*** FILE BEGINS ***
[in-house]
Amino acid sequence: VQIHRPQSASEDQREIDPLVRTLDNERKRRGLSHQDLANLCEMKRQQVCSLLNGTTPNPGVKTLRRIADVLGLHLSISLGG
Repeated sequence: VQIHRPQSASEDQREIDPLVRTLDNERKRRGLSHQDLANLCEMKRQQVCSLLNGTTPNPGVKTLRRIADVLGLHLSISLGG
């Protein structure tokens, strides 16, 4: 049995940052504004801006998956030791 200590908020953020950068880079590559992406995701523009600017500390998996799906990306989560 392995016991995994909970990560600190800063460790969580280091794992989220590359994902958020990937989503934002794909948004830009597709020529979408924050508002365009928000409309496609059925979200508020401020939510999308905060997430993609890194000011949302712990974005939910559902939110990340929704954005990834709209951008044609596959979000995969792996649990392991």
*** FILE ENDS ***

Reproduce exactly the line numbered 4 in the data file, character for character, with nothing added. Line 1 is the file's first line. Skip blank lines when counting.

């Protein structure tokens, strides 16, 4: 049995940052504004801006998956030791 200590908020953020950068880079590559992406995701523009600017500390998996799906990306989560 392995016991995994909970990560600190800063460790969580280091794992989220590359994902958020990937989503934002794909948004830009597709020529979408924050508002365009928000409309496609059925979200508020401020939510999308905060997430993609890194000011949302712990974005939910559902939110990340929704954005990834709209951008044609596959979000995969792996649990392991």